For some time now, China has been at the forefront of global economic growth. In fact, as noted by two leading trade and economic policy experts, Eswar Prasad and Thomas Rumbaugh, China has not only changed the co-ordinates of the global economy, it has also heralded tectonic shifts in production, trade, and investment patterns across the world – ending up as the locomotive of global economic growth. Though seen by others as a Johnny-Come-Lately to global markets, with a delayed integration into the broader global economy, in a relatively short period of time, China has made its presence felt. It has been punching above its weight and in the process, has ended up earning the economic clout much needed in global geo-politics. World Bank lead economist Punam Chuhan-Pole recently revealed that, as the second largest economy in the world and a powerful economic force to be reckoned with, China’s demand for commodities has been increasing at an unusually fast pace for its level of income per capita. And until recently, its consumption of agricultural crops and base metals accounted for 23% and 40% of global production, respectively.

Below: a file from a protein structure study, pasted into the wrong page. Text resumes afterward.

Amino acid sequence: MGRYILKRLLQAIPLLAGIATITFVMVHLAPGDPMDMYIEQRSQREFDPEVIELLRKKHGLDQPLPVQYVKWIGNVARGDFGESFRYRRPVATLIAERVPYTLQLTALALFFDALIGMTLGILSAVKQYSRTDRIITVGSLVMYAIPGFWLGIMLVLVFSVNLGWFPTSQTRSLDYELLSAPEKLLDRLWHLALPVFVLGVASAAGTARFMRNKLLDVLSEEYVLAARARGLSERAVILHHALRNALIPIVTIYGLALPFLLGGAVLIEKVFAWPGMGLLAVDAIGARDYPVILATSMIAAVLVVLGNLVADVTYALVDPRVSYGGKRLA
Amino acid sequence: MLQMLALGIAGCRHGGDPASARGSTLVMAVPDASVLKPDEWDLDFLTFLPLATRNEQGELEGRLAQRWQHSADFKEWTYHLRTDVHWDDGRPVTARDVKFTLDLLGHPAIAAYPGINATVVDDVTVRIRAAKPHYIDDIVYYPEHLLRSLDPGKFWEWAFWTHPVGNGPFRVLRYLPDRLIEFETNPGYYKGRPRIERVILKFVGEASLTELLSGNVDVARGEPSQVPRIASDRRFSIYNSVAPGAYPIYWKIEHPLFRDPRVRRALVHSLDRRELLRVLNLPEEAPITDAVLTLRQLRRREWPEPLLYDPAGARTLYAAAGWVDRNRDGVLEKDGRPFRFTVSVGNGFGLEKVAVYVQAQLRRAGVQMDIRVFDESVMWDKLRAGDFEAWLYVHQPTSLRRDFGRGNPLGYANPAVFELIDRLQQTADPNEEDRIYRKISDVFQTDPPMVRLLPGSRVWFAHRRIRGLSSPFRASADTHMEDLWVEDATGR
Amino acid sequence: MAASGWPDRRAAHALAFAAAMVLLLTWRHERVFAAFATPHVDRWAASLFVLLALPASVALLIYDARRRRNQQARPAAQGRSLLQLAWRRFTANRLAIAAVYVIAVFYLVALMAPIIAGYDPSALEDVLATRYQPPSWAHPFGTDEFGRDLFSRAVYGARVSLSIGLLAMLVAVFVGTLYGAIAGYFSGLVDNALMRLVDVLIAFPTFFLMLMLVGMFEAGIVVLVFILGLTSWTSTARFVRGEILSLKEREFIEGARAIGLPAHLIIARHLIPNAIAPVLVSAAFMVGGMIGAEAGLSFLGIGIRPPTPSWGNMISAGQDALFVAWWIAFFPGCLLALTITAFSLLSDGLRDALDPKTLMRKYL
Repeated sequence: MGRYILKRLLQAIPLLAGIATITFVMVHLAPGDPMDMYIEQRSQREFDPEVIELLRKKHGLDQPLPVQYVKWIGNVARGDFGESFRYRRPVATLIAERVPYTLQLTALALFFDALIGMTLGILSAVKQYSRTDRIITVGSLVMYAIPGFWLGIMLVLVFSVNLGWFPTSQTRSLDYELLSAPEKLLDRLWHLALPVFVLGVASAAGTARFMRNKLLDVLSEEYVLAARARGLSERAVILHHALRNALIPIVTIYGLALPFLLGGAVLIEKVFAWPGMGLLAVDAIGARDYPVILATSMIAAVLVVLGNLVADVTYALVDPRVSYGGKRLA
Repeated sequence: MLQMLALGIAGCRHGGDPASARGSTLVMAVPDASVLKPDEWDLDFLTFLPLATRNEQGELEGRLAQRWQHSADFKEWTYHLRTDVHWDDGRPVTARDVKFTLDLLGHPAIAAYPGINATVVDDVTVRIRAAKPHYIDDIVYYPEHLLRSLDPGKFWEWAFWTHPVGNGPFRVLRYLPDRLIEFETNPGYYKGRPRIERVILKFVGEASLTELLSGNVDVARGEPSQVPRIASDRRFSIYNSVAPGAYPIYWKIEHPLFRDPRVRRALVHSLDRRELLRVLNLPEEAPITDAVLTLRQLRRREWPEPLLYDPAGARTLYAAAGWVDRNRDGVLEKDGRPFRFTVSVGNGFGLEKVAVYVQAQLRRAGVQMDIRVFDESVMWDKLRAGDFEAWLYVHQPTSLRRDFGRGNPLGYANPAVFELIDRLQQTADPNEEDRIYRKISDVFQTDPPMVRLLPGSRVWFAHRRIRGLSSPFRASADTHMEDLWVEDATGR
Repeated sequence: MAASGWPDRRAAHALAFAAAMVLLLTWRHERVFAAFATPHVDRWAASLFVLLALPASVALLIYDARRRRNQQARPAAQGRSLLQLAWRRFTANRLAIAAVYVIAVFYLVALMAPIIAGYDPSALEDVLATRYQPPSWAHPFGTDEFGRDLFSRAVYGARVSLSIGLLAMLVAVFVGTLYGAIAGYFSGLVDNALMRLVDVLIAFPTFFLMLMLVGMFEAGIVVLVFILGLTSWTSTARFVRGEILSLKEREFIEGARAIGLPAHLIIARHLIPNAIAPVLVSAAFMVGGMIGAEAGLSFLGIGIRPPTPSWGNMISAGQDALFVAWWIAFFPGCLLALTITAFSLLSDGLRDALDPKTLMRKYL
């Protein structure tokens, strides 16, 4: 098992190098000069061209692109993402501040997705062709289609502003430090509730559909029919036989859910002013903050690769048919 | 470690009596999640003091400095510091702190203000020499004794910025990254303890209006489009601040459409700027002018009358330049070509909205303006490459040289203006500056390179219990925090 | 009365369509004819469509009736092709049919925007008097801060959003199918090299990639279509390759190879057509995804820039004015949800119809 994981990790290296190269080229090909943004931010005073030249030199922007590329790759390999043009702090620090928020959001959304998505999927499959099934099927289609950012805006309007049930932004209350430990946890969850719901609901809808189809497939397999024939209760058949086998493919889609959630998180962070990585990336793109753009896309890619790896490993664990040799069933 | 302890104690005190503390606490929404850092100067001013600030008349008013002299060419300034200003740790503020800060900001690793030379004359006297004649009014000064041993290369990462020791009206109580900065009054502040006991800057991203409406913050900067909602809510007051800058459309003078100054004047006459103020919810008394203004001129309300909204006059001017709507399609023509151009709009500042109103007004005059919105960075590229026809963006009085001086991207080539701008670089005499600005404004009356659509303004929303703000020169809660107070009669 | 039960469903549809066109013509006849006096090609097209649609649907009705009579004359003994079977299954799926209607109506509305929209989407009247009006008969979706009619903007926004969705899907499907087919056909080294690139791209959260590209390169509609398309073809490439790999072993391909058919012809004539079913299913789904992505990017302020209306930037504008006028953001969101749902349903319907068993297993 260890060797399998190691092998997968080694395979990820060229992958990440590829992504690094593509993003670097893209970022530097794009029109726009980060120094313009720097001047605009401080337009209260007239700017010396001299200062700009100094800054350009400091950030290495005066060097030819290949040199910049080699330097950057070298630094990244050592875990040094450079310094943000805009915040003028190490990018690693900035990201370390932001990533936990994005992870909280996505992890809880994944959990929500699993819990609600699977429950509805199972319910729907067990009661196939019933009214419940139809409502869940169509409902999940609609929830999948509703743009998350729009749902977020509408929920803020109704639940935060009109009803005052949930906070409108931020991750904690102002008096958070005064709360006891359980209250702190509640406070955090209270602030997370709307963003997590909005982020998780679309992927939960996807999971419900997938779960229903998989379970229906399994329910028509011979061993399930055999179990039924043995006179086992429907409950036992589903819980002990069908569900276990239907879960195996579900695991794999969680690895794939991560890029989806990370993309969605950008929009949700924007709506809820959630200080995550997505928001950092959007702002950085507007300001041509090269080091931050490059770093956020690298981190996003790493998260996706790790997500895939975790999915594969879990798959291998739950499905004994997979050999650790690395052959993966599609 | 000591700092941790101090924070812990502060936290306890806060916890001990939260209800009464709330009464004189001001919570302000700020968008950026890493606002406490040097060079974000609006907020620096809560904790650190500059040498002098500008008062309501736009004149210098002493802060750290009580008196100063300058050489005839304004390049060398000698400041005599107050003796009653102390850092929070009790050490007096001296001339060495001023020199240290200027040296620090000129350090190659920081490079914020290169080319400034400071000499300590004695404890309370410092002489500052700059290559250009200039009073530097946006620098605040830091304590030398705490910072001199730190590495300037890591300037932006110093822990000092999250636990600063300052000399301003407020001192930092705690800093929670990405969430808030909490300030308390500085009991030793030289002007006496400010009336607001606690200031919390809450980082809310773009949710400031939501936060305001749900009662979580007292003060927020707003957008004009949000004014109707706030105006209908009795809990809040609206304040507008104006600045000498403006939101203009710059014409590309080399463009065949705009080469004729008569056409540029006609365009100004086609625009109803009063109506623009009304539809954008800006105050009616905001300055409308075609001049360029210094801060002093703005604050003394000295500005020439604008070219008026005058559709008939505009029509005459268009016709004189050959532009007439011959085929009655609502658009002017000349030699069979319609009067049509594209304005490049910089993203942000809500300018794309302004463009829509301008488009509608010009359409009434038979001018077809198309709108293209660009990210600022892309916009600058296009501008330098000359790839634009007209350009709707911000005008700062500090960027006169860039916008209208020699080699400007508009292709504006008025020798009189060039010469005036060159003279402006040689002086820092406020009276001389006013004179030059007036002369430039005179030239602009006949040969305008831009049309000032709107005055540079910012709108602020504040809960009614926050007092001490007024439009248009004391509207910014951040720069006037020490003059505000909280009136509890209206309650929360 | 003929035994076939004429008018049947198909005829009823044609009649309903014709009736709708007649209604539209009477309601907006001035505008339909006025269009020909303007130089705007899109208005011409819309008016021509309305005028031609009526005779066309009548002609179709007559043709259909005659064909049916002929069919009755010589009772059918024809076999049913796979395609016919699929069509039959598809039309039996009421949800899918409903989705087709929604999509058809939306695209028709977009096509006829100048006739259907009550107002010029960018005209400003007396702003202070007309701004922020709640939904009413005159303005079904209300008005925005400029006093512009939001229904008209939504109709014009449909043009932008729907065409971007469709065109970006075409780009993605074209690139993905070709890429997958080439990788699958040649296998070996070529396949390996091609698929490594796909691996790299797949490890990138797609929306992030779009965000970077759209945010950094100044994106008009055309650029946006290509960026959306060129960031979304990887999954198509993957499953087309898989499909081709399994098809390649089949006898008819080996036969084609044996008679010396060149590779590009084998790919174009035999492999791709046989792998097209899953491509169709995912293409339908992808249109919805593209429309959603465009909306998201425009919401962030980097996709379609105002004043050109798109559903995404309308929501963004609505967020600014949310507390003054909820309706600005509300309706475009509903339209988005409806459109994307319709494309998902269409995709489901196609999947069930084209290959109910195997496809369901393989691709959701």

But, notwithstanding the recent promising economic trajectory characterised by sustained growth, according to the 2015 International Monetary Fund World economic Outlook, China’s growth fell to 7.4% in 2014 and was expected to fall further to 6.8% in 2015. Moreover, in terms of the 2015 Organisation for Economic Cooperation and Development economic forecast for China, Chinese growth is projected to continue to edge down, to 6.7% by 2016. Brookings Institute senior fellow Amadou Sy points out that China’s gross domestic product (GDP) official growth rate has dropped to 7% from a double-digit average in 2010. If statistics are anything to go by, it seems China’s potential economic slowdown is the real issue. An unavoidable question then is, why is this so?